Myocardial arterial spin labeling (ASL) is an emerging technique for the assessment of myocardial perfusion. ASL does not require any contrast agents, and therefore can be used in patients with renal failure. We recently demonstrated feasibility of myocardial ASL . In this study, we applied myocardial ASL to measure increased MBF during adenosine infusion.
Eleven patients were recruited, among those scheduled for routine cardiac MRI. All experiments were performed on a GE Signa 3 T scanner. Myocardial ASL measurements were obtained from a single mid short-axis slice, using flow-sensitive alternating inversion recovery (FAIR) tagging and balanced steady-state free precession (SSFP) imaging . In each patient, one or two scans were performed at rest, and one scan was performed during adenosine infusion (dosage: 0.14 mg/kg/min). All patients also underwent first-pass perfusion imaging before adenosine infusion stopped (Table 1).
Table 1. Excerpt from the imaging protocol
CMR first-pass images were read by two experienced cardiologists, and resulted in seven of the eleven subjects classified as "normal", based on having no visible perfusion defects. Fig. 1 contains the average MBF measurements of six myocardial segments (each segment size = 1.5 ± 1.0 cm3) from ASL in these "normal" subjects. The average MBF across subjects was 1.09 ± 0.53 ml/g/min at rest and 3.75 ± 1.06 ml/g/min during adenosine infusion, showing 4.97 ± 4.64 times increase. The increase in MBF was statistically significant (P < 0.001, t-test).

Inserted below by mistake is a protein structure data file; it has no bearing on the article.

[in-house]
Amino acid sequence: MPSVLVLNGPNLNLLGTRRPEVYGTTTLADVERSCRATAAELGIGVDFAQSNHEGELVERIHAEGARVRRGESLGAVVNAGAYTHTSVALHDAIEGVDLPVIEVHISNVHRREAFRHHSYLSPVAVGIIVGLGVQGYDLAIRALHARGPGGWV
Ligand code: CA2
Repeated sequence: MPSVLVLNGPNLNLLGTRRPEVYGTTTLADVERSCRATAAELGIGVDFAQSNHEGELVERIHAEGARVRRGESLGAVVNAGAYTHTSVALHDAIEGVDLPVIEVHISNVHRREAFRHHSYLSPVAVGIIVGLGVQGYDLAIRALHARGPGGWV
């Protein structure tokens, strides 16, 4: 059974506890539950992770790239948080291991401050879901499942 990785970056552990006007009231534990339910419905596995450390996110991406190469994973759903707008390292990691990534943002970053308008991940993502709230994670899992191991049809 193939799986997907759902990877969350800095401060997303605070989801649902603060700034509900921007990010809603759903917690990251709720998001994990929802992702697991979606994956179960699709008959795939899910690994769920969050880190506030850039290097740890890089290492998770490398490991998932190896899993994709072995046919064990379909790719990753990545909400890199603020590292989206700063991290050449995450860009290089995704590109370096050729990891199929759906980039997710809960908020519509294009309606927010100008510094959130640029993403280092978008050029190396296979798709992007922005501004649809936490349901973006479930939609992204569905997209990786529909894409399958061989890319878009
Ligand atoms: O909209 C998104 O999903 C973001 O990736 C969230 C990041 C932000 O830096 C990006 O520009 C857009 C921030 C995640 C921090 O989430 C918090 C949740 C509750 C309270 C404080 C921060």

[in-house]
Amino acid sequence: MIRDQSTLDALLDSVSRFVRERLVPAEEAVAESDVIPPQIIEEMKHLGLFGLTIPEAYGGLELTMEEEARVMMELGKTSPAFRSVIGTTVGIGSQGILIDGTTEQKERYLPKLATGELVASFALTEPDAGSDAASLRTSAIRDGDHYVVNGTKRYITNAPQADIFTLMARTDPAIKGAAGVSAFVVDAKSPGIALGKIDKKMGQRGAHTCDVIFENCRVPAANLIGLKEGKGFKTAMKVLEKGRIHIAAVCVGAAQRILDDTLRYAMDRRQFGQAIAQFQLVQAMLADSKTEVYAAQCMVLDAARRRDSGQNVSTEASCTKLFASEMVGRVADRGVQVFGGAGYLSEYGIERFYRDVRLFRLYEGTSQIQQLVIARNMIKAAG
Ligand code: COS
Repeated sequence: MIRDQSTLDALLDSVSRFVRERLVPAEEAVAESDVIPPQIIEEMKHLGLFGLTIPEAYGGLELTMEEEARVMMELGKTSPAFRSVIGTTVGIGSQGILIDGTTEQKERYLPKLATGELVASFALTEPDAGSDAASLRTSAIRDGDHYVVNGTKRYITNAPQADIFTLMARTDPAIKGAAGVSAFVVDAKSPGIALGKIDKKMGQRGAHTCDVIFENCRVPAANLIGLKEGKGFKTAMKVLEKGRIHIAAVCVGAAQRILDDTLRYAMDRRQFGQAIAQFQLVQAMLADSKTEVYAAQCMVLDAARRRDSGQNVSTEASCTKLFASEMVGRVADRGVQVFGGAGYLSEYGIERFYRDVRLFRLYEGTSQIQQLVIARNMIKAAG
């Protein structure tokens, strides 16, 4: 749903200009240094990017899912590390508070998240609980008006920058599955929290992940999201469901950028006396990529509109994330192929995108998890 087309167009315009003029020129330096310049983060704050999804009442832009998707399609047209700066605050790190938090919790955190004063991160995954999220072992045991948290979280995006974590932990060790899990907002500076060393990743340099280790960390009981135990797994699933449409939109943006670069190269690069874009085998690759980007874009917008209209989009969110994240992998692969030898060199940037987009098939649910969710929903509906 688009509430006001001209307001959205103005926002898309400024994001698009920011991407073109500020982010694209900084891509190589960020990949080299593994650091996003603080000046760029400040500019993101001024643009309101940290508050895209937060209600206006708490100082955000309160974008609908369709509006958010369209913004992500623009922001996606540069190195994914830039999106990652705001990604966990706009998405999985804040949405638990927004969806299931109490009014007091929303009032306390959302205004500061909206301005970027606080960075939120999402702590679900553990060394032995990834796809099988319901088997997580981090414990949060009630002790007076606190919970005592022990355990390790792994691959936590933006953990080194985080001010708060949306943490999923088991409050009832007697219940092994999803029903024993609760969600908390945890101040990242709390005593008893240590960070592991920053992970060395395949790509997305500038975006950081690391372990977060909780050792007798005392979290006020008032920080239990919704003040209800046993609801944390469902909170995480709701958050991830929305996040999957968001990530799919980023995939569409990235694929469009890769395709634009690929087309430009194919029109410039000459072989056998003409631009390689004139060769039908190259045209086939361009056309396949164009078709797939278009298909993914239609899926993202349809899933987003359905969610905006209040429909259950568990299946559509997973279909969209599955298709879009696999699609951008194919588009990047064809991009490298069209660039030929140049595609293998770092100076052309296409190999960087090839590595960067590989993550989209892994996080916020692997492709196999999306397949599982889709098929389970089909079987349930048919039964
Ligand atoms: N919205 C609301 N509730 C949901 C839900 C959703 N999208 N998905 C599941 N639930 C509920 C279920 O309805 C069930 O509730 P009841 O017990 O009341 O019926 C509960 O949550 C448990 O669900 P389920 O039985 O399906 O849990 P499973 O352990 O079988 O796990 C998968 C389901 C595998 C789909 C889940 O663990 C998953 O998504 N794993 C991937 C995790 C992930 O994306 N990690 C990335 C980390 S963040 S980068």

Figure 1. MBF measurements using ASL and heart rates (HR, in bpm) at rest and during adenosine infusion, from "normal" patients.
The adenosine-induced MBF increase in normal myocardium has been documented to be 4.00 ± 1.10 times based on 15O-H2O PET . The present study has demonstrated that myocardial ASL is able to capture these dramatic MBF changes. This study is on-going, and as we obtain more subjects with angiographically-significant disease and/or perfusion defects on first-pass imaging, we will be able to evaluate the ability of rest-stress myocardial ASL to detect perfusion defects. Fig. 2 contains segment-based MBF measurements using ASL and coronary angiogram from our first patient with single-vessel disease. Lowered MBF increase on anterior wall may be due to total occlusion of left anterior descending (LAD) artery.
Figure 2. Left: MBF measurements using ASL for each myocardial segment. Right: Coronary angiogram with total LAD occlusion (arrow) from the same patient.
MRM. 2009, in press.